A fruitful year for ISRO

SUCCESSFUL LAUNCHISRO's PSLV C36 lifts off from Satish Dhawan Space Center in Sriharikota.PHOTO: PTIPTI  

The year 2016 was a bag of mixed fortunes for the Indian Space Research Organisation (ISRO) with successes on the technological front and setbacks on the legal front.

On the technological side, apart from simultaneously launching 20 satellites, the year also saw ISRO activating its own NavIC satellite navigation system, and testing a reusable launch vehicle (RLV) and a scramjet engine.

The year saw ISRO putting into orbit 34 satellites — 33 satellites with Indian rockets and one (GSAT-18) by French company Arianespace.

The ISRO also put one more rocket — the Geosynchronous Satellite Launch Vehicle Mark II (GSLV-Mk II) with 2-2.5 tonne capacity to geo-transfer orbit in the global market. The space agency also commercially used its own multiple-burn technology in its other rocket Polar Satellite Launch Vehicle (PSLV).

India’s eyes in the skies — a family of remote sensing or earth observation satellites — is said to have given the necessary images to the Indian Army to carry out its surgical strikes on terror camps across the Line of Control (LOC) in September.

On the negative side, ISRO and its commercial arm, Antrix Corporation, suffered a legal setback. India lost the arbitration case in an international tribunal for cancelling its space/satellite contract with Antrix Corporation.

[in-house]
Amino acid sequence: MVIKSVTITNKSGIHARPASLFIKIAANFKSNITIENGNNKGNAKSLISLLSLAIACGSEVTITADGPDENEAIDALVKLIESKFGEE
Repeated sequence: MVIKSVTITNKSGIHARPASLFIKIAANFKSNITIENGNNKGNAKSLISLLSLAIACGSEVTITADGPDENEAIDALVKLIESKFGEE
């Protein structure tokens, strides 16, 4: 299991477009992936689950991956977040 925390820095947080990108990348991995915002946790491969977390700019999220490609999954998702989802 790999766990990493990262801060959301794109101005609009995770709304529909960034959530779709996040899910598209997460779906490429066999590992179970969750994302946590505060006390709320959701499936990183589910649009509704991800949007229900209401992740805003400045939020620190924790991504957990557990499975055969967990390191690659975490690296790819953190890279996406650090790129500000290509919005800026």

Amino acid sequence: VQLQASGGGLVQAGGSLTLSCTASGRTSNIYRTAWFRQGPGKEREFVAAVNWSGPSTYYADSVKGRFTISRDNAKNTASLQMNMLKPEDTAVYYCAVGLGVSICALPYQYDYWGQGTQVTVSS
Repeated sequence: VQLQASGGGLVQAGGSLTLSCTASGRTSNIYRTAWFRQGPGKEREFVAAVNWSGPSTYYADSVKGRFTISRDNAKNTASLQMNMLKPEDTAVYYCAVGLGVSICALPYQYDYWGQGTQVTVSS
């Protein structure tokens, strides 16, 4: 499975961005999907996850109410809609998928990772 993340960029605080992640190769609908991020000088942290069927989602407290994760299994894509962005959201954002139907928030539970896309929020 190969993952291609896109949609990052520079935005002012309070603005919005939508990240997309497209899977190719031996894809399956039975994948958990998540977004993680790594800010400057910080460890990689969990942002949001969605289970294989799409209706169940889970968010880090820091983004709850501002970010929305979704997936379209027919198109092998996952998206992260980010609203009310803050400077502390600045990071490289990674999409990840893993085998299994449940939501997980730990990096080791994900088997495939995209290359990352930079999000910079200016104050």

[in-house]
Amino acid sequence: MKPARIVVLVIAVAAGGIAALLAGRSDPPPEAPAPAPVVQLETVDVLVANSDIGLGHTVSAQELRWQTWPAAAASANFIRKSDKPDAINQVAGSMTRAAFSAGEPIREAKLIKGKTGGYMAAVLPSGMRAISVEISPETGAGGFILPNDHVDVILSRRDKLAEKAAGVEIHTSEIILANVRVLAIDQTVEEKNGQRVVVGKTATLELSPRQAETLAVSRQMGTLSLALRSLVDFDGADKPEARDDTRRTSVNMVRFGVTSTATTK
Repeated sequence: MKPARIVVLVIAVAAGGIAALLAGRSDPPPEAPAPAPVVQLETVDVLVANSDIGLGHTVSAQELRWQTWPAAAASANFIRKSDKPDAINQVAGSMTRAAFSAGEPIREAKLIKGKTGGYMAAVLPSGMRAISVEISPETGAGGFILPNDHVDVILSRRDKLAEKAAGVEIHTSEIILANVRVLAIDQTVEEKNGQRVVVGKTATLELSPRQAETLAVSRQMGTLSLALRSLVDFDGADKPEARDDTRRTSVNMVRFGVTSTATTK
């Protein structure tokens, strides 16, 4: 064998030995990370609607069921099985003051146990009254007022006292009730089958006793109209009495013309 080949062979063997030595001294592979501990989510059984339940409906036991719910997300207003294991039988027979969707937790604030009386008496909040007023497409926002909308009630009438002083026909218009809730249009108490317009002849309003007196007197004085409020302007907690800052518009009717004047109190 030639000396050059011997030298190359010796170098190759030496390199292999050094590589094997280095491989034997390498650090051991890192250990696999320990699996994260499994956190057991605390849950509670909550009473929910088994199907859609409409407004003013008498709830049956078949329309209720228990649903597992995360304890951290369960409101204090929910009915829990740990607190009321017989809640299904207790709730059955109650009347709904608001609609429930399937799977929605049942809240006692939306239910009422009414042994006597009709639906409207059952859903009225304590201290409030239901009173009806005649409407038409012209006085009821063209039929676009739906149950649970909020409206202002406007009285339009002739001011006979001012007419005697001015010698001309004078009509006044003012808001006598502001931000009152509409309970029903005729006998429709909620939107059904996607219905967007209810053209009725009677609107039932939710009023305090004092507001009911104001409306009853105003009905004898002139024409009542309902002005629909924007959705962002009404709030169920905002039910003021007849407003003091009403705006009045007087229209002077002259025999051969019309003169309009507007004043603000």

The first quarter of the year saw ISRO launching three navigation satellites and completing the constellation of seven satellites for the NavIC system, designed to provide position information in the Indian region and 1,500 km around the Indian mainland.

In May, ISRO took the first step in developing a RLV by successfully testing an aircraft-like winged structure. The structure, which sat atop a rocket, was released into space 70km above the earth and it returned and landed in the Bay of Bengal as planned.

The year also saw ISRO successfully testing a scramjet, or air breathing engine. It is a baby step in space transportation and would take more than a decade to develop such an engine to power a full-fledged rocket.

In June, ISRO put into orbit India’s Cartosat earth observation satellite and 19 other satellites, including one belonging to the Terra Bella Google company.

The Indian space agency also launched INSAT-3DR, an advanced weather satellite, using its heavy GSLV Mk II rocket and in the process put into the market one more rocket for launch services.

India also launched a SCATSAT-1 weather satellite and seven others — five foreign and two domestic — with its PSLV rocket.

The Indian space agency rounded off its satellite launches in 2016 by putting into orbit its Resourcesat-2A remote sensing satellite.

The space agency also signed a launch contract with the Bengaluru-based TeamIndus to land a spacecraft on the Moon.IANS

The year saw ISRO putting into orbit 34 satellites — 33 satellites with Indian rockets and one (GSAT-18) by French company Arianespace.